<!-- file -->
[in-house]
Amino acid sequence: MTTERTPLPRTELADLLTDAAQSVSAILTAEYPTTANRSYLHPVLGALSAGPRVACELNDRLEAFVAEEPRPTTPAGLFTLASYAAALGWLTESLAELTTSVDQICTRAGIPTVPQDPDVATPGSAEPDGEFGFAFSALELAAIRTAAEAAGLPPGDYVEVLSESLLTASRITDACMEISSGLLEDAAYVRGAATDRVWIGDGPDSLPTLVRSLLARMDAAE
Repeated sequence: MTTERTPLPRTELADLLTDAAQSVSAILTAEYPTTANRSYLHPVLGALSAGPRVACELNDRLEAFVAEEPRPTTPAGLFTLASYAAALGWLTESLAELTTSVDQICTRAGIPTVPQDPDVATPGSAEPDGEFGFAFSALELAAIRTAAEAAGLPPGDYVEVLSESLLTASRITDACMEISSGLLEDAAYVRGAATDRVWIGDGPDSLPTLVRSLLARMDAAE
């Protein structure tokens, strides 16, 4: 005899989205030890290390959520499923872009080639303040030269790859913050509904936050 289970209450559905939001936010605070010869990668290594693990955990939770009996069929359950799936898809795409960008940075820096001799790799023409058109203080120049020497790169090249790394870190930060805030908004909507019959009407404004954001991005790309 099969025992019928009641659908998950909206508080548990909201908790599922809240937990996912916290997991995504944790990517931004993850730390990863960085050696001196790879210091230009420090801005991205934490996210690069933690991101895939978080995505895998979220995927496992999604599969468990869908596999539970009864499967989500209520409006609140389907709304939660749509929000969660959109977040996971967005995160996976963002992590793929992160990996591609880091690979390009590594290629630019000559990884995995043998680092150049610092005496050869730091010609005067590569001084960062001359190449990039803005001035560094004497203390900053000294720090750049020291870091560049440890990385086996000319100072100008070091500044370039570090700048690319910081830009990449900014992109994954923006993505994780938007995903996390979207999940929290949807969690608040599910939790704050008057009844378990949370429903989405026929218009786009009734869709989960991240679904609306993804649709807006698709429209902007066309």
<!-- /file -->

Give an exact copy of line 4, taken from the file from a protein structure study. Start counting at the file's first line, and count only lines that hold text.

């Protein structure tokens, strides 16, 4: 005899989205030890290390959520499923872009080639303040030269790859913050509904936050 289970209450559905939001936010605070010869990668290594693990955990939770009996069929359950799936898809795409960008940075820096001799790799023409058109203080120049020497790169090249790394870190930060805030908004909507019959009407404004954001991005790309 099969025992019928009641659908998950909206508080548990909201908790599922809240937990996912916290997991995504944790990517931004993850730390990863960085050696001196790879210091230009420090801005991205934490996210690069933690991101895939978080995505895998979220995927496992999604599969468990869908596999539970009864499967989500209520409006609140389907709304939660749509929000969660959109977040996971967005995160996976963002992590793929992160990996591609880091690979390009590594290629630019000559990884995995043998680092150049610092005496050869730091010609005067590569001084960062001359190449990039803005001035560094004497203390900053000294720090750049020291870091560049440890990385086996000319100072100008070091500044370039570090700048690319910081830009990449900014992109994954923006993505994780938007995903996390979207999940929290949807969690608040599910939790704050008057009844378990949370429903989405026929218009786009009734869709989960991240679904609306993804649709807006698709429209902007066309």